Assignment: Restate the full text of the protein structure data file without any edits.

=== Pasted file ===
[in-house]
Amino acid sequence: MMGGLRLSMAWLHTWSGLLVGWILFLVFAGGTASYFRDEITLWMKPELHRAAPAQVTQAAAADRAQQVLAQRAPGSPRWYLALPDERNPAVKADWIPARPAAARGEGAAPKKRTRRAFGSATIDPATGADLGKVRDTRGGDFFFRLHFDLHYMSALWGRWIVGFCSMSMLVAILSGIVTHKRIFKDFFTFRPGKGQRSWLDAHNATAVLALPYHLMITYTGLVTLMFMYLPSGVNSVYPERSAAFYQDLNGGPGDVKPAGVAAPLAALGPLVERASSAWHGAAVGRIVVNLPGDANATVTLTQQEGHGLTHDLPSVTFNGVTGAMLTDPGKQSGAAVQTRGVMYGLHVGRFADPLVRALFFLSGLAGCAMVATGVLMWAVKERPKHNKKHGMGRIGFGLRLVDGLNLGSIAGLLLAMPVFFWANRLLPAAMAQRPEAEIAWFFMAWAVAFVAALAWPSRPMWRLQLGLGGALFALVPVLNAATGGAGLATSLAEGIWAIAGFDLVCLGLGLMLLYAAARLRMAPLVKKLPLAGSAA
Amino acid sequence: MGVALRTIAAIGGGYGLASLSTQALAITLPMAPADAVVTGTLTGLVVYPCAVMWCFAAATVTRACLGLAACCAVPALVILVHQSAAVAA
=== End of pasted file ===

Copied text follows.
[in-house]
Amino acid sequence: MMGGLRLSMAWLHTWSGLLVGWILFLVFAGGTASYFRDEITLWMKPELHRAAPAQVTQAAAADRAQQVLAQRAPGSPRWYLALPDERNPAVKADWIPARPAAARGEGAAPKKRTRRAFGSATIDPATGADLGKVRDTRGGDFFFRLHFDLHYMSALWGRWIVGFCSMSMLVAILSGIVTHKRIFKDFFTFRPGKGQRSWLDAHNATAVLALPYHLMITYTGLVTLMFMYLPSGVNSVYPERSAAFYQDLNGGPGDVKPAGVAAPLAALGPLVERASSAWHGAAVGRIVVNLPGDANATVTLTQQEGHGLTHDLPSVTFNGVTGAMLTDPGKQSGAAVQTRGVMYGLHVGRFADPLVRALFFLSGLAGCAMVATGVLMWAVKERPKHNKKHGMGRIGFGLRLVDGLNLGSIAGLLLAMPVFFWANRLLPAAMAQRPEAEIAWFFMAWAVAFVAALAWPSRPMWRLQLGLGGALFALVPVLNAATGGAGLATSLAEGIWAIAGFDLVCLGLGLMLLYAAARLRMAPLVKKLPLAGSAA
Amino acid sequence: MGVALRTIAAIGGGYGLASLSTQALAITLPMAPADAVVTGTLTGLVVYPCAVMWCFAAATVTRACLGLAACCAVPALVILVHQSAAVAA